- To deliver through the Geneva II process a political solution which brings the war to an end, and;
- To continue to address the humanitarian needs of the civilian victims of this dreadful war.

Despite our shock and disgust at the use of chemical weapons, we should not forget that conventional weapons have killed 100 times more people in Syria than chemical weapons.  There is no easy political solution but the international community has to bring this war to an end. The bloodshed has gone on for too long. And the longer we wait, the greater the risk of the  entire region being dragged into a spiral of worsening instability. This is a risk that no nation in this room can afford to take. 

Lessons learned from recent conflicts and crises teach us that sustainable peace and stability can only be achieved through long-term, comprehensive and regional solutions. 

Afghanistan is a case in point. 

Over the past 12 years, almost all the nations represented here in this room have made the difficult decision to send young men and women to Afghanistan to help the Afghan people to lay the foundations for a new democratic, stable and economically sustainable Afghanistan. 

We reached a major milestone in our engagement there this year. Since June, the Afghan National Security Forces have been in the lead for security across the entire territory of Afghanistan. In just over a year, our combat role will officially end. Our nations, however, remain committed to continue to support Afghanistan politically, economically, and through training, advice and assistance to the Afghan National Security Forces.  We must make sure our citizens understand that without sustained, long-term support, we would jeopardize the hard-earned gains of the past decade.

2014 in particular will be a critical year. In April, Afghans will vote to elect a new President. This election will mark the first democratic change of leadership in the country since 2001. The new President will face the daunting simultaneous challenges of completing the security transition, affirming his role as commander in chief of the ANSF, and advancing reconciliation with the insurgency, at a time when our combat mission, and the economic benefits connected with a large international presence in the country, will come to an end. We must support this triple political, economic and security transition, so that it is as smooth as possible. This means delivering on our commitments to contribute the necessary troops to NATO’s post-2014 Resolute Support mission. It means also delivering on our pledges to support the ANSF financially post-2014. And it means assisting Afghanistan – and the broader region – to put in place the conditions for long-term economic sustainability and cooperation.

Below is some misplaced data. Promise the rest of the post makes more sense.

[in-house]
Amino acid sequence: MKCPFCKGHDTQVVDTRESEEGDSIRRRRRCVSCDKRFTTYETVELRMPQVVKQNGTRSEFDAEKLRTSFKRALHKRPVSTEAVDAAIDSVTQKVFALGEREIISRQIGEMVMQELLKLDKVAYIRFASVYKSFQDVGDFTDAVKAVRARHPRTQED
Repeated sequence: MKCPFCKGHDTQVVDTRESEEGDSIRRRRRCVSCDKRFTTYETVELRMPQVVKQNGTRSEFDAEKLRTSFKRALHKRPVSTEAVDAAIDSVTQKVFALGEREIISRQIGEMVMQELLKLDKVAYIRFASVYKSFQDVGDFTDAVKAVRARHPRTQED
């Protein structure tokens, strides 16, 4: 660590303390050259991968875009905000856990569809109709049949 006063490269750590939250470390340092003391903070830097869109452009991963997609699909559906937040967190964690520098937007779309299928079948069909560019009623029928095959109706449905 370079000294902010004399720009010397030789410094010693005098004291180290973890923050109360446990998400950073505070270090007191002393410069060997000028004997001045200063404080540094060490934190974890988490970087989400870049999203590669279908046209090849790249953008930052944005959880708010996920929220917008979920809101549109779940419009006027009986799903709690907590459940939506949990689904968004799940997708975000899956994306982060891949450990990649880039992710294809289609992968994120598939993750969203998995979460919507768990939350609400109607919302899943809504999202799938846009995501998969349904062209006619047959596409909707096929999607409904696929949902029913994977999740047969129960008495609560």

Of course, we know how hard it is, 12 years on, to convince our citizens of the ongoing importance of our commitment in Afghanistan. I face the same questions from my constituents as you do. And let me be frank: comments such as those we heard earlier this week from Kabul are not helping. Those who care about the future of Afghanistan must learn to set aside pre-election hot-headed rhetoric and focus instead on the long-term interests of the Afghan people. This is our shared challenge for 2014.  

The recent Al Shabab attack in Nairobi shows us that we must continue to invest in the long-term stability of the Horn of Africa. Since 2008, and in response to a growing number of attacks which put at risk one of the main maritime trade routes, a large coalition of nations has maintained vessels off the Horn of Africa to deter and capture pirates. Naval deployments were complemented on the ground by military support from the African Union to the transitional Somali government, and a reinvigorated political agenda. Enhanced security on the seas and on the ground has allowed greater access for humanitarian assistance, and shipping companies have improved their self-protection measures. This multipronged action is now bearing fruit. Somali piracy has fallen to its lowest levels since 2006. New political institutions were put in place last year, and just a month ago, the donors’ conference held in Brussels endorsed a "New Deal for Somalia".  However, events in Nairobi are a cruel reminder that the situation remains very fragile.